This spring, a jury convicted Robert Braddock, the Finance Director to former Congressional candidate—and former Speaker of the Connecticut House of Representatives—Christopher Donovan, with conspiring to hide the source of $27,500 in campaign contributions. According to the indictment, Braddock accepted contributions to the campaign knowing that they had been reimbursed by individuals associated with Connecticut smoke shops. On Tuesday, Braddock was sentenced to 38 months in prison and a year of supervised release.
Campaign contribution reimbursement schemes have long been an enforcement priority of the Department of Justice’s Public Integrity Section. What’s notable about the Braddock case, however, is the unusual lengths the Justice Department and the FBI went to gather the evidence that resulted in the conviction. The FBI used an undercover agent to reimburse contributions and convinced an informant to wear a wire to record incriminating conversations with Braddock.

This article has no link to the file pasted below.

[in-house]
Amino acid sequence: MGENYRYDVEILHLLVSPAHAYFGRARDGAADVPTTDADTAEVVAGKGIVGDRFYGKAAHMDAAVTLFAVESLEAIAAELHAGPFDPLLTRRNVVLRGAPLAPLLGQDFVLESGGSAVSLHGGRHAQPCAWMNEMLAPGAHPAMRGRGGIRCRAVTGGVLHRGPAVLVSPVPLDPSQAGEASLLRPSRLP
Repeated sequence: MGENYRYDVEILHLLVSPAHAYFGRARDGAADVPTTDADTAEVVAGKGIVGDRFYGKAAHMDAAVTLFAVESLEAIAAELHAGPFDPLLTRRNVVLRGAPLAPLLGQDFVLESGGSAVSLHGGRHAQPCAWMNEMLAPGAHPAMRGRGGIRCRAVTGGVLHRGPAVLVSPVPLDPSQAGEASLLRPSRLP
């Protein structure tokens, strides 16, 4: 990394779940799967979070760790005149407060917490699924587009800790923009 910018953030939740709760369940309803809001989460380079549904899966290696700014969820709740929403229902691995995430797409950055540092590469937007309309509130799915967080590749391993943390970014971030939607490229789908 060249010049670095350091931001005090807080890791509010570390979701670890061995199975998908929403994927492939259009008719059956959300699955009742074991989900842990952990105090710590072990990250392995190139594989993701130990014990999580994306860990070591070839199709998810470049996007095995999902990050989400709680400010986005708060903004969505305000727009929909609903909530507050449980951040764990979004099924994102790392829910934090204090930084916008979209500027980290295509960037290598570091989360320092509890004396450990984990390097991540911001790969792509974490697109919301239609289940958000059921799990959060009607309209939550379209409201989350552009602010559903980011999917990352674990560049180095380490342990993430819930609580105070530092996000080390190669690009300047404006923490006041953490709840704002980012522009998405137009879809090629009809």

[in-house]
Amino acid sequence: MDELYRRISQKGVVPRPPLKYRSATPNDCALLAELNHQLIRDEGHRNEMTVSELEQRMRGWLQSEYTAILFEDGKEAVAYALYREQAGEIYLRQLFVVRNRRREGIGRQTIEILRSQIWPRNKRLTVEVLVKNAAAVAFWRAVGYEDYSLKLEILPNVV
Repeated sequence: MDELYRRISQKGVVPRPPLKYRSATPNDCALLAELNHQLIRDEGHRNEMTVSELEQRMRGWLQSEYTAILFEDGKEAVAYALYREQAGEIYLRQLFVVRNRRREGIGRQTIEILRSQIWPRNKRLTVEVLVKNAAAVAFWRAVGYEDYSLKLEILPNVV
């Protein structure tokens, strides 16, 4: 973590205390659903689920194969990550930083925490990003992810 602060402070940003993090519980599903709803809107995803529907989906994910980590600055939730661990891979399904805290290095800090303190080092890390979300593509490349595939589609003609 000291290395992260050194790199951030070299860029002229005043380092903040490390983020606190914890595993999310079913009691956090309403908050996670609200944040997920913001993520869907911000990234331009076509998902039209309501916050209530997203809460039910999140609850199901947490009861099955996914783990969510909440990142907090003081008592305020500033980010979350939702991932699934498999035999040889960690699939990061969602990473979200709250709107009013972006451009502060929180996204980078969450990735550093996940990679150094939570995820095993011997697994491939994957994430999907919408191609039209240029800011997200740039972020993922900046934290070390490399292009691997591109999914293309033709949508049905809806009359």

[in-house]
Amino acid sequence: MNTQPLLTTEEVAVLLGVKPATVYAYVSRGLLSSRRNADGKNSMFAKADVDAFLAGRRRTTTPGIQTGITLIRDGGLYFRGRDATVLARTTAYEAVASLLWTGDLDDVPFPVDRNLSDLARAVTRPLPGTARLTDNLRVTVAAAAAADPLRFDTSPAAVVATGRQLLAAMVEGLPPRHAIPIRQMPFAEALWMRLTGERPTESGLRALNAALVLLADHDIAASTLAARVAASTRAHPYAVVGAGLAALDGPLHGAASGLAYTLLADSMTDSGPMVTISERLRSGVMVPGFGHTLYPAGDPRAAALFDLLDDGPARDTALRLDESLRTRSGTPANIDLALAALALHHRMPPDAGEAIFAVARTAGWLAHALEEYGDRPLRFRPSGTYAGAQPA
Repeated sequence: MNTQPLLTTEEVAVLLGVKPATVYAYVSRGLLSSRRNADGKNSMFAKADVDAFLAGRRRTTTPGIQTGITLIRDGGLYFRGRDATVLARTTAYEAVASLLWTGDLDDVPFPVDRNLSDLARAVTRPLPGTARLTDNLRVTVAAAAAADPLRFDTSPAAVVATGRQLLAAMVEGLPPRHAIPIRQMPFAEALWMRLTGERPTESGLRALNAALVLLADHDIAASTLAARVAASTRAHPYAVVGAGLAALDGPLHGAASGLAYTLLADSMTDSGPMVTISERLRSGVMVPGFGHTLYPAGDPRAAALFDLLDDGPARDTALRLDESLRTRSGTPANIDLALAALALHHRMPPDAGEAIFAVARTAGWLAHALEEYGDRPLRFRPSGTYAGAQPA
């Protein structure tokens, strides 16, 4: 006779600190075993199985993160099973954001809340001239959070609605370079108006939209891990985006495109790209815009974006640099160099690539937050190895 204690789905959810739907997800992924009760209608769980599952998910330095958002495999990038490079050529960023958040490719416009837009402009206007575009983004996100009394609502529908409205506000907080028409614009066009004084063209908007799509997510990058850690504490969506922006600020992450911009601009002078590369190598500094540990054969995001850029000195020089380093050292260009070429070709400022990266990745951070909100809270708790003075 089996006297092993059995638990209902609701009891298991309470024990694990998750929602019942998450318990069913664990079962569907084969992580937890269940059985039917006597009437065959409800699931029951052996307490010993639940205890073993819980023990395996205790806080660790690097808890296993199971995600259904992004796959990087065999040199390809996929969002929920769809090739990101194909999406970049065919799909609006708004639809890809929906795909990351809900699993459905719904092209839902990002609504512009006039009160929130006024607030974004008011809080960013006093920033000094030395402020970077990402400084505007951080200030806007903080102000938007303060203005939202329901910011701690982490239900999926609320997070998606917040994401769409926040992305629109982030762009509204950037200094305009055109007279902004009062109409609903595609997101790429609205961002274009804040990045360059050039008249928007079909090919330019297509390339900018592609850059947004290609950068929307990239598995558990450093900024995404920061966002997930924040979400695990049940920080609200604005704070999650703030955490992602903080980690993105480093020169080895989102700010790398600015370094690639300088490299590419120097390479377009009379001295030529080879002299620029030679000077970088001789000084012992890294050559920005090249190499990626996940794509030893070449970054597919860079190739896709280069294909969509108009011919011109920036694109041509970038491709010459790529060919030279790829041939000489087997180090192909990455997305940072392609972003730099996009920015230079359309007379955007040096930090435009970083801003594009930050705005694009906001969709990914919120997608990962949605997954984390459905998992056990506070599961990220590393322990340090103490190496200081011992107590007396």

As the trial judge noted, Braddock did not personally orchestrate the reimbursement scheme, make contributions that were reimbursed, or reimburse others for their contributions. But he reportedly knew about the scheme, encouraged it, and praised its organizers. The lesson here is that the Justice Department and the FBI are increasingly willing to do more than simply prosecute the individuals reimbursing campaign contributions. Rather, they often see evidence of reimbursement schemes as the potential starting point in a larger effort to try to ensnare bigger fish—such as candidates and senior campaign staffers—in wider corruption probes.
As for Braddock, don’t expect his return to campaigns anytime soon. After his sentence, he remarked: “You couldn’t force me to work in politics ever again. If the judge really wanted to make it worse she could have sentenced me to work for another campaign.”